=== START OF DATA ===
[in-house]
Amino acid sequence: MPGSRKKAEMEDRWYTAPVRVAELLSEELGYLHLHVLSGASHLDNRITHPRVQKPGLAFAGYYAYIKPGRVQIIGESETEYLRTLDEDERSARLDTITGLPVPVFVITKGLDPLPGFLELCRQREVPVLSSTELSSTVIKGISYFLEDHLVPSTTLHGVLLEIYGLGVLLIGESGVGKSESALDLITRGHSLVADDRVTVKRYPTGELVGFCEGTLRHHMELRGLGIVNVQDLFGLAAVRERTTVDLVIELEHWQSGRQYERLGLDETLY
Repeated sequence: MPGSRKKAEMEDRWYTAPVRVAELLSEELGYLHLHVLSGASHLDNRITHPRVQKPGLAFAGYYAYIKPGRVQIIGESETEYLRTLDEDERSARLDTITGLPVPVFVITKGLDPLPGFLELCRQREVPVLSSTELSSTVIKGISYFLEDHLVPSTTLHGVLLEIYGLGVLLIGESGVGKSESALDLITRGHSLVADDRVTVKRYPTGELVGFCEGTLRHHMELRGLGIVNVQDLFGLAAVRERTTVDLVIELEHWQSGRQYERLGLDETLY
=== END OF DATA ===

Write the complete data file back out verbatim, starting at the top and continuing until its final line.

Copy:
[in-house]
Amino acid sequence: MPGSRKKAEMEDRWYTAPVRVAELLSEELGYLHLHVLSGASHLDNRITHPRVQKPGLAFAGYYAYIKPGRVQIIGESETEYLRTLDEDERSARLDTITGLPVPVFVITKGLDPLPGFLELCRQREVPVLSSTELSSTVIKGISYFLEDHLVPSTTLHGVLLEIYGLGVLLIGESGVGKSESALDLITRGHSLVADDRVTVKRYPTGELVGFCEGTLRHHMELRGLGIVNVQDLFGLAAVRERTTVDLVIELEHWQSGRQYERLGLDETLY
Repeated sequence: MPGSRKKAEMEDRWYTAPVRVAELLSEELGYLHLHVLSGASHLDNRITHPRVQKPGLAFAGYYAYIKPGRVQIIGESETEYLRTLDEDERSARLDTITGLPVPVFVITKGLDPLPGFLELCRQREVPVLSSTELSSTVIKGISYFLEDHLVPSTTLHGVLLEIYGLGVLLIGESGVGKSESALDLITRGHSLVADDRVTVKRYPTGELVGFCEGTLRHHMELRGLGIVNVQDLFGLAAVRERTTVDLVIELEHWQSGRQYERLGLDETLY